New Jersey sports betting decision delayed
US District Judge Michael Shipp has delayed a decision over whether to allow legal sports betting in the US state of New Jersey in order to give both sides additional time to file more briefs.
According to the Associated Press news agency, the Judge was due to have published an opinion about the case yesterday (Monday) but will now instead hear oral arguments on October 31 before ruling on whether his 2013 order permits New Jersey to offer sports betting as long as it is not state-regulated.
The legal battle stretches back to 2011 when voters in New Jersey approved legalised sports gambling in a non-binding referendum.
Legislation followed by passing a sports wagering bill that Governor Chris Christie signed into law in 2012.
However, the four major professional sports league and the National Collegiate Athletic Association (NCAA) sued several months later in order to stop the effort, with Judge Shipp ruling in early 2013 that the federal law restricting sports betting in Nevada and three other states was constitutional.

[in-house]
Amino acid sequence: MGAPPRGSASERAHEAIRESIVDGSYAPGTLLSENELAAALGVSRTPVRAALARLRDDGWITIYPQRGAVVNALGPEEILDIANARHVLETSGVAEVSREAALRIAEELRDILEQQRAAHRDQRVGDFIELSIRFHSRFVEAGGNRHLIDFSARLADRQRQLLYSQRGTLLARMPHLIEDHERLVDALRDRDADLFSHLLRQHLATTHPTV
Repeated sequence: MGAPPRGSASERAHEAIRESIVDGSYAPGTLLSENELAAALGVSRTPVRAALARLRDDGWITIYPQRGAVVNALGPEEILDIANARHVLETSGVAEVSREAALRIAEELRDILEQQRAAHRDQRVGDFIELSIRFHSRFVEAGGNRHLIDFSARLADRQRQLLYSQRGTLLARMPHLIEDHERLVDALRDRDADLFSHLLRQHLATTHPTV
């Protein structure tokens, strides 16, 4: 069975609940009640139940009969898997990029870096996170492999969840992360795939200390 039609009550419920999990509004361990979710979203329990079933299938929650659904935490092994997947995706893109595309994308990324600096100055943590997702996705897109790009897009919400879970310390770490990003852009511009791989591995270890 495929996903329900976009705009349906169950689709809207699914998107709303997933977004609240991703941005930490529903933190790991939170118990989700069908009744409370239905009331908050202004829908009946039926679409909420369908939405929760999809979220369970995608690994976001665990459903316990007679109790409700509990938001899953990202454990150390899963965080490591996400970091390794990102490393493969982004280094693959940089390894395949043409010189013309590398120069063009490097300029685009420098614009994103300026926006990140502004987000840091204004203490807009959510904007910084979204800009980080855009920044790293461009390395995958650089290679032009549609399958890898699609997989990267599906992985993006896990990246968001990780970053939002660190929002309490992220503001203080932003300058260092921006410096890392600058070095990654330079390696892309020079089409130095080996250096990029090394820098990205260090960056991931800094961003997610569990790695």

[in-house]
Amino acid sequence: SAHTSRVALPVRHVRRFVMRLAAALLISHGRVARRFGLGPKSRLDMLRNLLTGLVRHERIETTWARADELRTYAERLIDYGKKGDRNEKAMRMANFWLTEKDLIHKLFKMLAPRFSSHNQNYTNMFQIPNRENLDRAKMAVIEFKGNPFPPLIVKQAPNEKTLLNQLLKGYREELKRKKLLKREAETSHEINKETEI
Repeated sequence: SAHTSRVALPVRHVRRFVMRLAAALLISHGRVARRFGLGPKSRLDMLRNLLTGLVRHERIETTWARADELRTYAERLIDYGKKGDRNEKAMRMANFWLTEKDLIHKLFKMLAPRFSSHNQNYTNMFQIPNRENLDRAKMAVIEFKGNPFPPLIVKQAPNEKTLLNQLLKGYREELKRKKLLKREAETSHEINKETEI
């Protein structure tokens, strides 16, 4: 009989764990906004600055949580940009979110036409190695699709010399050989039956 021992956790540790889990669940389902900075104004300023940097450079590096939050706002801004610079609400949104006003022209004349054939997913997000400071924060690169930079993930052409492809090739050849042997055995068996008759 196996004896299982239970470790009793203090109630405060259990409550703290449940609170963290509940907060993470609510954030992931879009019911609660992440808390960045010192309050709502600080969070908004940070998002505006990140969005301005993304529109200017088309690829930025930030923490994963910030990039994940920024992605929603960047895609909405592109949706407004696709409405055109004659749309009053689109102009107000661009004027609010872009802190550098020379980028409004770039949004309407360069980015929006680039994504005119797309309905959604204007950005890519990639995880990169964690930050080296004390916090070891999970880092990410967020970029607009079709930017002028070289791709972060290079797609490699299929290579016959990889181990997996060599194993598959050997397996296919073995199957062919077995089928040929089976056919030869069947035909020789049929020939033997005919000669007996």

Following this ruling, Judge Shipp issued a permanent injunction that stopped New Jersey from implementing the law, with the US Supreme Court declining to take up the state’s appeal.
Despite vetoing a new bill that would have repealed the state’s prohibition on sports betting earlier this year, Christie announced last month that he was ordering the state’s Attorney General office not to prosecute casinos or racetracks offering sports wagering that is not regulated by the state.
Last week, iGaming Business reported that the four professional sports leagues and the NCAA had filed a court challenge to Christie’s move, branding it ‘astounding’, ‘specious’ a ‘blatant violation’ of Shipp's previous order.
In addition, the US Department of Justice also announced its opposition to the new order, dismissing it as ‘meritless theory’.